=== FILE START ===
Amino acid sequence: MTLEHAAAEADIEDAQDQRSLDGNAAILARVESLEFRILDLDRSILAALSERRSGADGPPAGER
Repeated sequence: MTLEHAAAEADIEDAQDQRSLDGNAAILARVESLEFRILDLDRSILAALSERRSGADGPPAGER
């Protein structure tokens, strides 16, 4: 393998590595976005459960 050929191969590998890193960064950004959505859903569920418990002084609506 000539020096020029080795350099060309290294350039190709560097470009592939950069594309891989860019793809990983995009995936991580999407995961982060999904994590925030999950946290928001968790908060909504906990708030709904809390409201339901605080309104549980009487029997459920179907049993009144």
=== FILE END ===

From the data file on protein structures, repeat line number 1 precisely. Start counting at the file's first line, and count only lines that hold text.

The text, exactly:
Amino acid sequence: MTLEHAAAEADIEDAQDQRSLDGNAAILARVESLEFRILDLDRSILAALSERRSGADGPPAGER